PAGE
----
My workshop is unheated, which is less than ideal in winter, but for the most part I make out ok. I have a kerosene heater and when I am in the shop for some wintertime project, I fire that up and it's comfortable in ten minutes or so.

The problem is, some of my possessions don't take too kindly to being cold, like electric drill batteries, for instance. If you look online, you will find all kinds of opinions on the subject - take your pick. But, it is my opinion that cold NiCd batteries don't last as long in use as warmer ones, that they don't accept a charge as well, and will have a shorter life if they are kept in a cold environment. I have no opinion on NiMH batteries; I don't have any tools that use them.  

Step 1: Framing up

In my shop, I have shelves mounted between the studs, including a couple for holding my chargers and batteries. In order to hold them, as they are wider than the studs are deep; I made the shelves extend past the studs. As it turned out, this made building the compartment very simple. Most likely, your application will be different than mine. No problem, as with most Instructables, it is the original idea that counts. Just modify my idea to fit your need.

In order to make my existing shelves into a cabinet, I simply cut plywood pieces for each end. After that, all I had to do to finish the construction was to build a pair of doors.

<p>I'm not too sure what I would do with a heated storage cabinet since the winters never get too harsh here, but I guess it doesn't hurt to learn how to make one!</p>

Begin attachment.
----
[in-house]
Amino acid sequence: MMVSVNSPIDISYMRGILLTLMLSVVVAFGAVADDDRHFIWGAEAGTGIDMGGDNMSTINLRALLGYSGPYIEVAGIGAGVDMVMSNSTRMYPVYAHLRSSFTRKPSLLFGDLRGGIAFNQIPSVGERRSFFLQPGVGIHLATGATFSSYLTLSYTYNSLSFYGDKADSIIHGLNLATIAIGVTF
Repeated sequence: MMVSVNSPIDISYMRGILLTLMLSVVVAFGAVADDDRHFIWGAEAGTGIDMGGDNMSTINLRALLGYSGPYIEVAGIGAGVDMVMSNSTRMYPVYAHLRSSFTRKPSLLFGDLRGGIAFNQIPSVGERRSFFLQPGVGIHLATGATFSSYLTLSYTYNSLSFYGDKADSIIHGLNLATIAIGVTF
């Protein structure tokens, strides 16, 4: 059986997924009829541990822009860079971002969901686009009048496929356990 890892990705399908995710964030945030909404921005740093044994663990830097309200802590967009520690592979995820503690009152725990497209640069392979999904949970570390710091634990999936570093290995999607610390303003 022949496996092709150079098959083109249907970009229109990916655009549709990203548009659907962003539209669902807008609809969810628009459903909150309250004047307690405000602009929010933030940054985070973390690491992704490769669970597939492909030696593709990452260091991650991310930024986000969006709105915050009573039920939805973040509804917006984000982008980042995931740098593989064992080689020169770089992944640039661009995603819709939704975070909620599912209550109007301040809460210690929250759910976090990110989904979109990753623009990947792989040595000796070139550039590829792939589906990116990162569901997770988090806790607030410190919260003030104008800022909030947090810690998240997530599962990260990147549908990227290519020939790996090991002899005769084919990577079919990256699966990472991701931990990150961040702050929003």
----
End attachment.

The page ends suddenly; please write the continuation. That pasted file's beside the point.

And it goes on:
<p>I have always wondered if a heated storage cabinet would ever be necessary because my garage has its own climate control. However, over the years I have thought of building one because of its practicality of the cabinet being mobile. Thus, it can be moved around so easily and you can heat-control your tools wherever you decide to move them to. A little effort will definitely go a long way.</p>
I have read somewhere about NiCd batteries too and I second your opinion about them losing energy when the temperature gets lower. It is always better to let them be stored away in a much warmer environment. I think it is the nature of all batteries. I have never thought that of a heated storage cabinet as I thought it would consume too much energy. I guess it is worth a try.
save a little time and money use an old upright freezer and put a lightbulb in it it's already insulated and their free on craigs list or the dump. I use one for My welder and the rods and it works perfect.
Good idea. Actually, my brother made a pumphouse out of an old chest freezer: put the pump and a light inside, sheathed it with T-111. It stayed toasty warm. <br> <br>Thanks for the suggestion.
Thanks. <br> <br>It would have been nice if I had insulated the shop but I was in a hurry, and I wouldn't have been able to have the between-stud storage. With the little bulb, I have been able to keep the cabinet at least 10-15 degrees warmer than the rest of the shop.
Good simple idea. I have the same problem in the winter, and have recently been planning to do something like this. I thought of just insulating a cabinet with polystyrene, and seeing if it keeps the cold out enough. If not I'll consider a low wattage bulb. For now though, it's just added to the bottom of the list :) <br> <br>I think I'll work on my gas bottle wood stove first, I'd rather keep myself warm whilst in the garage :) <br> <br>Thanks for posting.

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Bio: When I was a boy, I was amazed how my grandfather could make flotsam and jetsam into useful things. I am proud that I have ... More »
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